It’s Time to Start Paying Attention to Caleb Smith

There’s not a lot to cheer about these days if you’re the Miami Marlins or if you’re a fan of the Miami Marlins, but one thing that has been a major bright spot so far in the season has been starting pitcher Caleb Smith.

Smith came into this season as a bit of an afterthought for the Marlins after posting 5-6 record and a 4.19 ERA in 16 starts last season and with him being an somewhat of an afterthought coming into the season for the Marlins, he was obviously a complete afterthought in all of baseball.

Smith was originally a 14th-round pick in the 2013 MLB Draft out of Sam Houston State by the Yankees and then he was a rule 5 draft pick in 2016 by the Brewers, he was then purchased by the Cubs on the same day and then in March of 2017 he was returned by the Cubs to the Yankees and then in November he was traded by the Yankees to the Marlins along with Garrett Cooper for Mike King and international bonus slot money after finally making it to the major leagues for the Yankees and appearing in nine games.

So needless to say, it’s been quite the crazy path for Smith trying to make it to the major leagues and establish himself.

But now at 27-years old, Smith is enjoying a breakout season and despite most people probably not knowing who he is, he has been one of the best pitchers in the National League this season and really in all of baseball.

Despite being on a team that comes into today’s action with a 10-26 record, Smith is 3-0 and he has done that by posting a 2.11 ERA, a 2.88 FIP and a 0.89 WHIP. Those are such impressive numbers and the way that he’s gotten to those numbers so far are by throwing a lot of strikes and more importantly, quality strikes (duh).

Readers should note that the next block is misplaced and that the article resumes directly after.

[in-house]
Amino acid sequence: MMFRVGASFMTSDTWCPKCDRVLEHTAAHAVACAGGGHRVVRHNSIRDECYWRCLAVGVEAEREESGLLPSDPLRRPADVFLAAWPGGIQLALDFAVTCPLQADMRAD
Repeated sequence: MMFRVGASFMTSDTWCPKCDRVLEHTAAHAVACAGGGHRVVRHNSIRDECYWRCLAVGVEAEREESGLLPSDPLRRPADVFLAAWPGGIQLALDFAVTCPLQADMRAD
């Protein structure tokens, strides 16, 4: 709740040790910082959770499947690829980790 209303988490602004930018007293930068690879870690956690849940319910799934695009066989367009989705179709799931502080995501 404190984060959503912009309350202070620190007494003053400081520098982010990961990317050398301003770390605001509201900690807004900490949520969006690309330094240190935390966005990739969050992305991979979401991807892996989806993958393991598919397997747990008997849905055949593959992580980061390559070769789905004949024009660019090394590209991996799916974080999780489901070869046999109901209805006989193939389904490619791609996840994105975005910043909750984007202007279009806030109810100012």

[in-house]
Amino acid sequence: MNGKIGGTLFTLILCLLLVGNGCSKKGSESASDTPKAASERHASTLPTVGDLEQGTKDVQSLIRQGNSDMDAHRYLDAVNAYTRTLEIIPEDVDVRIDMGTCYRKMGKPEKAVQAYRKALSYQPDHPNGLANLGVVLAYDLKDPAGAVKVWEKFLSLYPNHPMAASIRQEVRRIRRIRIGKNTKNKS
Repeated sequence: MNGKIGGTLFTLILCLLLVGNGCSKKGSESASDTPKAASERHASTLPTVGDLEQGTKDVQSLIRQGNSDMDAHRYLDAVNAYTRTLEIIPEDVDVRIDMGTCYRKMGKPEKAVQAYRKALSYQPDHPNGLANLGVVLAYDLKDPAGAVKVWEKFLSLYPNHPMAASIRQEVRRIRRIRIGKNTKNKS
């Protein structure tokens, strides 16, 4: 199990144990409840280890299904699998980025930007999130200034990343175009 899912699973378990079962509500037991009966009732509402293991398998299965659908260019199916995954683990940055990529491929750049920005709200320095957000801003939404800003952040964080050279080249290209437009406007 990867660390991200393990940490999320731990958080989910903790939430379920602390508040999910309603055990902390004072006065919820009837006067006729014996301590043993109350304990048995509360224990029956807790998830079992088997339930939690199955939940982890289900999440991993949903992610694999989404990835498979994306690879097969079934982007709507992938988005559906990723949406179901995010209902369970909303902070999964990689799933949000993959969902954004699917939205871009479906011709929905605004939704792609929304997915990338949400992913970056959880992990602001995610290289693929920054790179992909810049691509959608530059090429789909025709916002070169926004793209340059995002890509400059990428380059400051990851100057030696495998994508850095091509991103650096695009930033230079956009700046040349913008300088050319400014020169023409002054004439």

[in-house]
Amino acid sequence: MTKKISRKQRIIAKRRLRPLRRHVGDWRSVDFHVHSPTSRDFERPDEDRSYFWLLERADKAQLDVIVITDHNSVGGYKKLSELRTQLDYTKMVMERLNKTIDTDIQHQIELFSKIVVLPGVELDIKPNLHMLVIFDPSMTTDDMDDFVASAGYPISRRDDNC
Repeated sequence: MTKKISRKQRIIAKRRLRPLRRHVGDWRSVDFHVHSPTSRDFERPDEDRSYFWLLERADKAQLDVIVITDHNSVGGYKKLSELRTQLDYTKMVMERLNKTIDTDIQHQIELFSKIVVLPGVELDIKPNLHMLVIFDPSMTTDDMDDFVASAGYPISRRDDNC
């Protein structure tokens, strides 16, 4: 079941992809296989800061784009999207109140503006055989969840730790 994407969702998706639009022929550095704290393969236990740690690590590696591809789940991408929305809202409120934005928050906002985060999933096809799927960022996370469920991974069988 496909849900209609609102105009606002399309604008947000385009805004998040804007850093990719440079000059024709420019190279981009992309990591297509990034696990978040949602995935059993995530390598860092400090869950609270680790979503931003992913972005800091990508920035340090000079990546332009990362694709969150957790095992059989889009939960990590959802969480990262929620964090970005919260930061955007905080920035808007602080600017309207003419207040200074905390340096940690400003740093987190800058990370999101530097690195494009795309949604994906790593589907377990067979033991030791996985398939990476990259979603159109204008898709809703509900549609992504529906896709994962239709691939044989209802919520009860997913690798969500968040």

In 42.2 innings Smith has struck out 56 batters this season and has only walked 12 batters, while doing a great job of keeping the ball in the ballpark by only giving up five home runs all season so far.

Perhaps the most-impressive numbers on Smith’s ledger so far this season however is his 11.8 K/9 rate, which has led to a jump with him going from 2.67 K/BB last season to 4.67 this season despite not having anything close to elite velocity. In fact, his velocity this season has been lower this season than either of the past two seasons that he has seen time in the major leagues. It’s down about a half mile per hour from last season and down a full mile per hour from the 2017 season.

With that said, Smith made a big adjustment by not rely on his fastball too much. Last season he threw his fastball 59.1% of the time and this season he is down to 47.4% and he has greatly improved the use of his changeup while also increasing the use of his slider a good amount.

His mixture of his pitches has been the main reason that he has excelled so far this season, because each of his pitches rate out very well in value and that mixture of pitches has also led to batters swinging at pitches out of the zone and when he’s not striking people out, it’s led to a lot of weak or medium contact, so he’s been great at avoiding the barrel this season.

Smith is a bit of a throwback pitcher. He is a lefty that doesn’t throw all that hard, but he mixes up his pitches really well to be able to still strike people out at a rate per nine innings that has him ranked 7th in all of baseball despite being a much different pitcher than a lot of the guys ranked toward the top. And by different it’s mostly having less velocity.

As I mentioned there hasn’t been a lot to cheer about for the Marlins, but Smith has definitely been something to cheer about. There also are very few reasons to watch the Marlins if you aren’t a Marlins fan or a fan of the team that is playing them, but if you’re a baseball fan you should take some time out to watch him next time he pitches because the numbers show that he’s been one of the best pitchers in the league this season.

Top Photo: Eric Espada/Getty Images


Author: Jared Woodcock

I am the founder and owner of Sports Daily Gameday Insight. I am also currently a business student at the University of Oregon


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